It may seem to you that your life is over now. Your future without the person you love is no future at all. Death is a head-on collision with your plans. But everything in life--the gold fillings of your teeth, the cotton of your sheets, the air you breathe, all the food you will ever eat--everything there is was born from a collision. Inside every single thing that lives is a debt to a distant star that died. Nothing new is ever created without one thing colliding into another. And something new is created when the person you love dies. Because they are not the only ones who die: you die, too. The person you were when you were with them is gone just as surely as they are. This is what you should know about losing somebody you love. They do not travel alone. You go with them.
Behind the cotton wool is hidden a pattern; that we—I mean all human beings—are connected with this; that the whole world is a work of art; that we are parts of the work of art. Hamlet or a Beethoven quartet is the truth about this vast mass that we call the world. But there is no Shakespeare, there is no Beethoven; certainly and emphatically there is no God; we are the words; we are the music; we are the thing itself.
But happiness is a difficult thing-it is, as Aristotle posited in The Nicomachean Ethics, an activity, is is about good social behavior, about being a solid citizen. Happiness is about community, intimacy, relationships, rootedness, closeness, family, stability, a sense of place, a feeling of love. And in this country, where people move from state to state and city to city so much, where rootlessness is almost a virtue ("anywhere I hang my hat...is someone else's home"), where family units regularly implode and leave behind fragments of divorce, where the long loneliness of life finds its antidote not in a hardy, ancient culture (as it would in Europe), not in some blood-deep tribal rites (as it would in the few still-hale Third World nations), but in our vast repository of pop culture, of consumer goods, of cotton candy for all-in this America, happiness is hard.
Aren't the clouds beautiful? They look like big balls of cotton... I could just lie here all day, and watch them drift by... If you use your imagination, you can see lots of things in the cloud formations... What do you think you see, Linus?"Well, those clouds up there look like the map of the British Honduras on the Caribbean... That cloud up there looks a little like the profile of Thomas Eakins, the famous painter and sculptor... And that group of clouds over there gives me the impression of the stoning of Stephen... I can see the apostle Paul standing there to one side..."Uh huh... That's very good... What do you see in the clouds, Charlie Brown?"Well, I was going to say I saw a ducky and a horsie, but I changed my mind!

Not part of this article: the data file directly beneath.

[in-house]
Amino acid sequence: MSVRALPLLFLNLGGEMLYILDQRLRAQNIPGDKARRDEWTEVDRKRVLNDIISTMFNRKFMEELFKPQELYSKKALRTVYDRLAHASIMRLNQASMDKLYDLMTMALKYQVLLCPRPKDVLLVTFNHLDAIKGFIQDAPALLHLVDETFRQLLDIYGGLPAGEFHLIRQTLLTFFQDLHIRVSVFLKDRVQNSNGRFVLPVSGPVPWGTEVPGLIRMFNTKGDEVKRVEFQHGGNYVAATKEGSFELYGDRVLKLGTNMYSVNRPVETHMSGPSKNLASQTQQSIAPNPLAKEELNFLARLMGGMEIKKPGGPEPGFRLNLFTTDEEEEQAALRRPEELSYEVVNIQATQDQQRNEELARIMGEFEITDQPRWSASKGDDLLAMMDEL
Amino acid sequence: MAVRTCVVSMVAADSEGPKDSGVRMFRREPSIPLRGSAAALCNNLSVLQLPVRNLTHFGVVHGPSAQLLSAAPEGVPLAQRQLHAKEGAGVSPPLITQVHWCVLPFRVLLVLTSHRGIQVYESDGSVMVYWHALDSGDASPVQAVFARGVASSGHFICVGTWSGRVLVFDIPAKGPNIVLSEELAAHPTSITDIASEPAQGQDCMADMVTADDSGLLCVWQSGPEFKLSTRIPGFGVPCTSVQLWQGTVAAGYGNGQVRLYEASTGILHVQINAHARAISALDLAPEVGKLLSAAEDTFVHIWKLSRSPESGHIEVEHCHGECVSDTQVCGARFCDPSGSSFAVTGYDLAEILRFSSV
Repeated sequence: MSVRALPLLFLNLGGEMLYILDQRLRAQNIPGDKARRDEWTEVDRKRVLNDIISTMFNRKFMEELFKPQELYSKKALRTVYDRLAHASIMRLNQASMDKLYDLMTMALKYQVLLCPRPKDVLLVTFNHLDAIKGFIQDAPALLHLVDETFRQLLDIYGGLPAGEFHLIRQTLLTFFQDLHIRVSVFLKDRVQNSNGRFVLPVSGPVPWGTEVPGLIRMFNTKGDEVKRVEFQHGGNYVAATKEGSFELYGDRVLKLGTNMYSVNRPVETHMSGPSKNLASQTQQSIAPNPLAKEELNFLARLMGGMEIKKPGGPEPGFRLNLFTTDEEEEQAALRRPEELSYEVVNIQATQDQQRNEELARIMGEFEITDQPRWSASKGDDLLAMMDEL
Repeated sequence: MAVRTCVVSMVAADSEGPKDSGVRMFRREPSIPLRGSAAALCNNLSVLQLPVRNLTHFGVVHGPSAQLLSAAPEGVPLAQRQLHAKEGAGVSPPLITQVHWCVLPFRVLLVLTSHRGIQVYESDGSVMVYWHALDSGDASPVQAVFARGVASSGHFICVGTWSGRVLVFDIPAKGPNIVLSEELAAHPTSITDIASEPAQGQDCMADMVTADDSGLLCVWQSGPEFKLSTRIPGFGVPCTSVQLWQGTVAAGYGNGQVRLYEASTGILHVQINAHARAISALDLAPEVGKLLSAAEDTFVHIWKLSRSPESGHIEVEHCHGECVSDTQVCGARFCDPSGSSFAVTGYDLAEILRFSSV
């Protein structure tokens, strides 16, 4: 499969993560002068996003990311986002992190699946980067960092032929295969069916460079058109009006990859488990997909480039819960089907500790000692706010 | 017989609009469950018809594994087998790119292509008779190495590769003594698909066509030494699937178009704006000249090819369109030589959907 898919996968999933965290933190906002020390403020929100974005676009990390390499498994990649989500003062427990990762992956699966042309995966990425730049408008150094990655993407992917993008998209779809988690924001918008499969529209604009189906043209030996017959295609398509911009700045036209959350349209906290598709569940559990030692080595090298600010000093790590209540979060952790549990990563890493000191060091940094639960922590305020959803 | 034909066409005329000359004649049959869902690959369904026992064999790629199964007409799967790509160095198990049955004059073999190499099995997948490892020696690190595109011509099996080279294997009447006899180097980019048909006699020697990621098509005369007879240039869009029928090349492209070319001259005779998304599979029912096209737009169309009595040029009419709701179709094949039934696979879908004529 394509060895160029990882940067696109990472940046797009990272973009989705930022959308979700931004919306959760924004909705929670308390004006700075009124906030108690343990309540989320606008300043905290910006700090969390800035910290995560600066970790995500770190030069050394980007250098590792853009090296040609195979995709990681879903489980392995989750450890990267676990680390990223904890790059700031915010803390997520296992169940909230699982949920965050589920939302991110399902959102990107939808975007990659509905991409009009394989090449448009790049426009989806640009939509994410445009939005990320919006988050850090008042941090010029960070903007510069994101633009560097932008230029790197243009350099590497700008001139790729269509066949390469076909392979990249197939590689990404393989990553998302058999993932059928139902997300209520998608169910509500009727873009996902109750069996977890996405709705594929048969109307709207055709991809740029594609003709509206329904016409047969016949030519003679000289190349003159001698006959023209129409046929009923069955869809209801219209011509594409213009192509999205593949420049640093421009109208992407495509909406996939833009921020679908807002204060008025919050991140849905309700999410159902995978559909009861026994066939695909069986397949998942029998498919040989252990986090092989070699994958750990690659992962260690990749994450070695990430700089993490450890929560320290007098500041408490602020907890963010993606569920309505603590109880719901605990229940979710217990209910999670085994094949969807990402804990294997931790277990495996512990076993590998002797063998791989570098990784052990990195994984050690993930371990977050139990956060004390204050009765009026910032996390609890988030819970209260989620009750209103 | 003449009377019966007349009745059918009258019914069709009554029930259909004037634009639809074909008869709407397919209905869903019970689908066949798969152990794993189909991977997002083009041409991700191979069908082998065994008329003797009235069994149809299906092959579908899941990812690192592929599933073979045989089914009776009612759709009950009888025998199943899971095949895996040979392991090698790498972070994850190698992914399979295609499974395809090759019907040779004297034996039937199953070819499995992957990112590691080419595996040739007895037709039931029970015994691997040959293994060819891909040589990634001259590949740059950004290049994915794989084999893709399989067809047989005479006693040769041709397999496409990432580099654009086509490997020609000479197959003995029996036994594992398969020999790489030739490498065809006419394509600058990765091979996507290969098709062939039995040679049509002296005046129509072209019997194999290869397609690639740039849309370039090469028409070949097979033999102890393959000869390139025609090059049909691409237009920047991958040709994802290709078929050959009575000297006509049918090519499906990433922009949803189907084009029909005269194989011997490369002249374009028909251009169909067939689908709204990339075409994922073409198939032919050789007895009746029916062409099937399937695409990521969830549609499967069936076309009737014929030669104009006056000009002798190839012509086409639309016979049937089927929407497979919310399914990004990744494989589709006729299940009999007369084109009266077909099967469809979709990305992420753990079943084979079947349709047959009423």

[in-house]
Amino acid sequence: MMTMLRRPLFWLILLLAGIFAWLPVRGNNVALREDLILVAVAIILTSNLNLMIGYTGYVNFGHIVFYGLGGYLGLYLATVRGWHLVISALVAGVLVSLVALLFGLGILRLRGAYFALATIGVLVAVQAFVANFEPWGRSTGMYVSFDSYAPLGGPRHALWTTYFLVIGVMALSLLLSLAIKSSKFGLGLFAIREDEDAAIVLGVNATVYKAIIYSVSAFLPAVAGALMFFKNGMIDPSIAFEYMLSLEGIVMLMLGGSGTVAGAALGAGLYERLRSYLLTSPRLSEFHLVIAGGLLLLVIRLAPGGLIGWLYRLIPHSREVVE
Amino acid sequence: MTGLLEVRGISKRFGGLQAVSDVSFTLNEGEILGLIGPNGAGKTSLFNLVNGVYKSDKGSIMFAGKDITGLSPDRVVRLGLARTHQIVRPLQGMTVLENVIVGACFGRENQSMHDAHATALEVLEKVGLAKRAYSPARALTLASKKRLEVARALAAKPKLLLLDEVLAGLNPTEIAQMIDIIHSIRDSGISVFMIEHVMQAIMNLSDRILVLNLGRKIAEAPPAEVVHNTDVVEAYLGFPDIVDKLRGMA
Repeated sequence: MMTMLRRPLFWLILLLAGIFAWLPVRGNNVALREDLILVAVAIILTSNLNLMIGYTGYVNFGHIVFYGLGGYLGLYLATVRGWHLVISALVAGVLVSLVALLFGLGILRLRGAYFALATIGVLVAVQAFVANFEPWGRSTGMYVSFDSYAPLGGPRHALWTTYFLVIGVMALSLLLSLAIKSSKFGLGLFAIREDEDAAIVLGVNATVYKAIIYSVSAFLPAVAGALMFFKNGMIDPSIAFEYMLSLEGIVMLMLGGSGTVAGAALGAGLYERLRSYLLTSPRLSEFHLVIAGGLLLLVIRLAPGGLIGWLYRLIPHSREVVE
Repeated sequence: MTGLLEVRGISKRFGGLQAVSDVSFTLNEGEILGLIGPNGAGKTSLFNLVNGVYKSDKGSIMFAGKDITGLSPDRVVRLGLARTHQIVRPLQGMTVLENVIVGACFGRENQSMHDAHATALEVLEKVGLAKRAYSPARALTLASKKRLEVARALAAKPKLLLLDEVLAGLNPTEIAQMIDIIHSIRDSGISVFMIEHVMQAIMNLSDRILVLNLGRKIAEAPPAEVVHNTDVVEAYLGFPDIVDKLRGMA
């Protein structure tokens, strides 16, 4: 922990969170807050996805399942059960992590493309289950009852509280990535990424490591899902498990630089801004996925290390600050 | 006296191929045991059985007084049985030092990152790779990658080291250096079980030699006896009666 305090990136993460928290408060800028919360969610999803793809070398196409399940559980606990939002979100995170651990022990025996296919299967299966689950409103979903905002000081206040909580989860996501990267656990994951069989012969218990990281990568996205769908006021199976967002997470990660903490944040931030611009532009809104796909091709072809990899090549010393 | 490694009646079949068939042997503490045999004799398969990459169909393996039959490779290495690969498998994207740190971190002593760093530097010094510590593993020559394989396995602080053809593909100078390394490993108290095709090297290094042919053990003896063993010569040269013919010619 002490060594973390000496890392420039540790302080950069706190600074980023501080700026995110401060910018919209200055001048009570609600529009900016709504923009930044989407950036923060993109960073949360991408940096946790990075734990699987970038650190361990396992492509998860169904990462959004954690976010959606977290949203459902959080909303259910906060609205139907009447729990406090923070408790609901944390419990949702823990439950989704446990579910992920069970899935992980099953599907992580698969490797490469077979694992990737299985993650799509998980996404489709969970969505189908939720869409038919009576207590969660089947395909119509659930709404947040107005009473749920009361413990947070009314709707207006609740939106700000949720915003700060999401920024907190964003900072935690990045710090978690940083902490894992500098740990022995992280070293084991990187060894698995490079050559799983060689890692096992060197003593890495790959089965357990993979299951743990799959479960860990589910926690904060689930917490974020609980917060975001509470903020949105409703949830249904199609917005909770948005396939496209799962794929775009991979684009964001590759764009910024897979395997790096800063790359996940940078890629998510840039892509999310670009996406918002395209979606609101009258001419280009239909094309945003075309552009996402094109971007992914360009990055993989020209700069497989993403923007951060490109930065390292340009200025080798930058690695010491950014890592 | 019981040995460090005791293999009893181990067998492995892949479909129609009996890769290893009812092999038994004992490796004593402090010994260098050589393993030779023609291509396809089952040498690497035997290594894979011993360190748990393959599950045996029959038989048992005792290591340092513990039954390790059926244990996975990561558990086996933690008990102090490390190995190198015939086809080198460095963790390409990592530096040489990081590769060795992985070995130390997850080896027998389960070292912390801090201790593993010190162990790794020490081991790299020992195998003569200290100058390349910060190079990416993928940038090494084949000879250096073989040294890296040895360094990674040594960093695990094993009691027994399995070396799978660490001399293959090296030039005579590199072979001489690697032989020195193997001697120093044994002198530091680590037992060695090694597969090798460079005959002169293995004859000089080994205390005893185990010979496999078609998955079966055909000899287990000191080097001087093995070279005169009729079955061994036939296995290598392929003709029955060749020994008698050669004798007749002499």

The same wakefulness the individual Calvinist was to use to keep watch over his own sins Winthrop and Cotton called for also in the group at large. This humility, this fear, was what kept their delusions of grandeur in check. That's what subsequent generations lost. From New England's Puritans we inherited the idea that America is blessed and ordained by God above all nations, but lost the fear of wrath and retribution.
There was a land of Cavaliers and Cotton Fields called the Old South. Here in this pretty world, Gallantry took its last bow. Here was the last ever to be seen of Knights and their Ladies Fair, of Master and of Slave. Look for it only in books, for it is no more than a dream remembered, a Civilization gone with the wind...
And have I not told you that what you mistake for madness is but over-acuteness of the sense? --now, I say, there came to my ears a low, dull, quick sound, such as a watch makes when enveloped in cotton. I knew that sound well, too. It was the beating of the old man's heart. It increased my fury, as the beating of a drum stimulates the soldier into courage.
As we were coming up again, we met with some Indians of strange aspects, that is, of a larger size, and other sort of features, than those of our country. Our Indian slaves, that rowed us, asked them some questions, but they could not understand us, but showed us a long cotton string, with several knots on it, and told us, they had been coming from the mountains so many moons as there were knots.
This is very simple in the world of chicks: some are hoochies, some are not, and some should never try to be. It's no different from the idea of sports. Now, I can go on my little rowing machine for four times a week, twenty-two minutes a time, and I can feel as if I flirt with the sporting world. Similar to the idea that a woman can put on something cuter for her man, for those moments, and flirt with garments that a hoochie woman might be pushing. But never for one moment should you get confused. My little rowing machine and I cannot consider ourselves athletes. Wearing the same garment does not a hoochie woman make. So if you are a true hoochie woman, may garments below the navel always be in your future. If you are not, then please don't throw away your cotton zippy jacket.
The adversary she found herself forced to fight was not worth matching or beating; it was not a superior ability which she would have found honor in challenging; it was ineptitude—a gray spread of cotton that deemed soft and shapeless, that could offer no resistance to anything or anybody, yet managed to be a barrier in her way.
Silence the pianos and with muffled drum. Bring out the coffin, let the mourners come. Let aeroplanes circle moaning overhead. Scribbling on the sky the message He Is Dead, Put crpe bows round the white necks of the public doves, Let the traffic policemen wear black cotton gloves. He was my North, my South, my East and West, My working week and my Sunday rest, My noon, my midnight, my talk, my song; I thought that love would last for ever: I was wrong. The stars are not wanted now: put out every one; Pack up the moon and dismantle the sun; Pour away the ocean and sweep up the wood. For nothing now can ever come to any good.